The story that our ancestors built, for better and for worse, is what brings us to this day. It is important to know it to be able to live with the idea of not repeating previous mistakes and understand, without necessarily accepting, what the past was to plan for the future.
The commemoration of October 12 is the best example of this.
The date recalls the meeting of two cultures. The clash of two ways of living between the indigenous groups of the American continent and the Europeans. Today we are a product of that fact.
The result was a cataclysm that ended the lives of more than 500 million people, be it due to the greed of wealth, the cruelty of those who believe themselves superior and disease. Europeans are estimated to have brought smallpox, bubonic plague, chickenpox, cholera, the common cold, diphtheria, influenza, malaria, measles, scarlet fever, sexually transmitted diseases, typhoid fever, and typhus .
We applaud President Joe Biden’s decision to declare this date as Indigenous Peoples Day alongside Columbus Day which, unlike the rest of the continent, is a special pride for Italian descendants. For those things of the American individuality, they celebrate the origin of the sailor, ignoring the Spanish participation in the venture.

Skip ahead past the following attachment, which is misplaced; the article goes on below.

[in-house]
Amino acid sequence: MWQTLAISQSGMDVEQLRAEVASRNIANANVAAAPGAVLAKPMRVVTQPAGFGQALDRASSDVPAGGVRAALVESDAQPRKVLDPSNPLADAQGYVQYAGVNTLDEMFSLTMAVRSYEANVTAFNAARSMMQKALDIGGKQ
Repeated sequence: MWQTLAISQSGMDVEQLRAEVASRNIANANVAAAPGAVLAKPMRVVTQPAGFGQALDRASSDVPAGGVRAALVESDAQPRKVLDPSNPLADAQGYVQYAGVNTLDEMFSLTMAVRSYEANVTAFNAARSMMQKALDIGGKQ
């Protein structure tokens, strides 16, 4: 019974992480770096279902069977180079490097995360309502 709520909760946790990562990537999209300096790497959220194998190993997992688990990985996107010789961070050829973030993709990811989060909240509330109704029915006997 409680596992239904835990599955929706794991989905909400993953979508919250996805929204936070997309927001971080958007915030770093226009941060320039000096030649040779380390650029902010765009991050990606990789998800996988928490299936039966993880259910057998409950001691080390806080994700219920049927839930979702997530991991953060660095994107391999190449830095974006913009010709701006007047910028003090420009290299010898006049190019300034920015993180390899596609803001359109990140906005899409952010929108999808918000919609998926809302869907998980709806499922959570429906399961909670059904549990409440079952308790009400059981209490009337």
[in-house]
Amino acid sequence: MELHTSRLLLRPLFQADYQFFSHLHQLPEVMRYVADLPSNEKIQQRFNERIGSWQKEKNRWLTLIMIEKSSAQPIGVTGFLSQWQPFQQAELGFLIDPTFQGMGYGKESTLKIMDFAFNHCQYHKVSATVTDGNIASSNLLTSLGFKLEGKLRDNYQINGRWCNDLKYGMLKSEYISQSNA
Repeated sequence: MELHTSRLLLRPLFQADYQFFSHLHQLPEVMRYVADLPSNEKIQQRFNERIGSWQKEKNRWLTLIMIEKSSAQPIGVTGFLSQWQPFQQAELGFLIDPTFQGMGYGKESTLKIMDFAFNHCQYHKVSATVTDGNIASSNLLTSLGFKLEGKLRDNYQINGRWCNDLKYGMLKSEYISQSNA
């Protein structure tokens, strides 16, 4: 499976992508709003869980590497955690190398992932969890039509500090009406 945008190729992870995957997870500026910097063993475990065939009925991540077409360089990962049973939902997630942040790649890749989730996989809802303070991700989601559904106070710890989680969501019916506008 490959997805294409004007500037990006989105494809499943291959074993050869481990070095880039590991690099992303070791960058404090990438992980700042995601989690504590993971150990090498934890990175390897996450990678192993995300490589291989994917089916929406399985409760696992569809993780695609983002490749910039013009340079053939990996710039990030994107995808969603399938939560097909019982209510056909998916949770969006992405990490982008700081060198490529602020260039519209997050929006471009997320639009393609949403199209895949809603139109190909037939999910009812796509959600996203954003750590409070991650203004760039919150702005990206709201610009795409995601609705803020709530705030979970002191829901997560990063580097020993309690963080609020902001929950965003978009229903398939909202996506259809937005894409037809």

We Latin Americans cannot forget it. More than 500 years passed and the rancor does not stop in many places. The wounds of the past seem not to have healed to be seen as lessons that are still being corrected.
This date is fulfilled at a time when an important Anglo sector in the United States looks at a distorted present by ignoring the past. They embrace the lies created by political ideologues who seek to scare them to win votes.
For that he wants to turn the history that is taught in schools into a fiction. Talking about slavery and the effects of a segregation that prohibited interracial marriage until 1967 are considered an aggression against whites.
The mere mention of the word minority and ethnicity in a school arouses among some parents the ignorant indignation of those who do not know what they are talking about. They parrot that Critical Racial Theory taught in law school reached elementary school.
It is not good to teach young people an ideal white story that does not prepare them for the multicultural society that began more than four centuries ago in this land.
Adults’ concern for demographic changes must be channeled positively rather than placing their heads in the hole like an ostrich to escape a reality that is inseparable from their history.